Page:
Ham radio operator loves camaraderie of unusual hobby

Published 12:00 am Sunday, January 21, 2001

VIDALIA, La. -David Farmer of Vidalia first became interested in ham radio about 10 years ago simply because he wanted an alternative to the conversations he was then having over his CB radio.

&uot;I was tired of CB’ing, all the filth you would hear on there,&uot; Farmer said.

So he joined the Natchez-based Bluff City Amateur Radio Club — one of several such clubs in the region — and Farmer’s passion for ham radio operation was born. Now, he and the friends he has made through the club talk to each other every day from homes and vehicles throughout the Miss-Lou.

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&uot;It’s like a family,&uot; Farmer said, firing up a handheld ham radio outside his home, which is distinguished from the other houses on Simonton Lane by the huge radio antenna protruding from the roof.

As he demonstrates ham radio operation, he also demonstrates those friendships.

&uot;How’s everything in Roxie?&uot;, he asked of one friend who answered Farmer’s call.

&uot;Still wet over here. I’m going to run over to Frank’s when he gets out of the bank,&uot; the friend answered back, referring to another of their radio operator buddies.

&uot;You don’t need to be out in this weather,&uot; Farmer warned, keeping his eyes on the cold, gray skies.

They went on to discuss the death of a cousin of a fellow radio operator. And the man to whom Farmer was talked ended the conversation by offering Farmer some just-cut firewood.

&uot;If you need it,&uot; the man said, &uot;I’ll be happy to bring you some.&uot;

&uot;We really look out for each other,&uot; Farmer explained after he had let son Scott, 9, talk on the radio a bit and finished the exchange by stating his identification, KB5RQK.

Farmer explained that as long as he starts and finishes such exchanges, he can let his son talk on the radio, but Scott cannot &uot;surf&uot; the airwaves until he reads a manual on ham radio operation and takes a 35- to 40-question test.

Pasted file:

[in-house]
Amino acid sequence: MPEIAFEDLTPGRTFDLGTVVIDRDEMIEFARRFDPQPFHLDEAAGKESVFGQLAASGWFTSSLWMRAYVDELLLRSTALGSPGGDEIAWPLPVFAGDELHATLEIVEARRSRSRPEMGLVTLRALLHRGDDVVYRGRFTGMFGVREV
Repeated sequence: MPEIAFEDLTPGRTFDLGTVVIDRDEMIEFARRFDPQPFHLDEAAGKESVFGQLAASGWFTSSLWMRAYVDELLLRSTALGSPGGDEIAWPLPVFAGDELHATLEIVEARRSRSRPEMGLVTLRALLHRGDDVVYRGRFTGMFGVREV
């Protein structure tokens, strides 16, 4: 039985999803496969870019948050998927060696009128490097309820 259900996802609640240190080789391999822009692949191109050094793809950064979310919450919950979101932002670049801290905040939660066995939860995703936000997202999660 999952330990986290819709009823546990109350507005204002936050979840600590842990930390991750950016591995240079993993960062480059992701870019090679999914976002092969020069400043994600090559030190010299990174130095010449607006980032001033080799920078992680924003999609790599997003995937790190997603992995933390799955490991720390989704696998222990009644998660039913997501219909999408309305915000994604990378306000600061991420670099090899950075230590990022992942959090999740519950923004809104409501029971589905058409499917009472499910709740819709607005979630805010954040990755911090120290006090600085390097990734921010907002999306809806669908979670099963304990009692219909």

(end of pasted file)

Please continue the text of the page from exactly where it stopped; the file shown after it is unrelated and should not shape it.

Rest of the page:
Farmer’s wife, Cheryl — perhaps better known on the airwaves as KC5WQC — has also taken up the hobby. Together, the family has six radios in their house and vehicles, not counting their two handheld radios. Last fall, lightning hit the antenna and &uot;fried&uot; much of the family’s ham radio equipment, but it has since been replaced. It really isn’t that expensive to buy ham radio equipment, said Farmer, at least no more costly than financing other hobbies.

&uot;You can buy a radio for $180, buy an antenna and you’re ready to go,&uot; Farmer said. The handheld radios can cost about $100.

While the local band only picks up transmissions from as far away as Baton Rouge and Jackson, other bands can pick up transmissions from around the world, and Farmers admitted that that is exciting.

&uot;I’ve talked with people all over Europe, in Russia, just all over,&uot; he said, adding that such conversations are recorded in log books. &uot;I only place I haven’t reached is Japan. That’s the one I really want.&uot;

But what Farmer really likes about ham radio operation is that it can be used to relay vital information in emergencies when other forms of communication are inoperable.

He has used his ham radio equipment to get weather information from other cities such as Baton Rouge, for example, during severe weather times, and has relayed that information to Concordia Parish Civil Defense Director Morris White and other emergency personnel.

&uot;What really motivates me is pulling together in case of emergencies,&uot; Farmer said. &uot;In any disaster, we (ham radio operators) volunteer our help.&uot;

The Dart is a weekly feature in which a reporter throws a dart at a map and finds a story where it lands.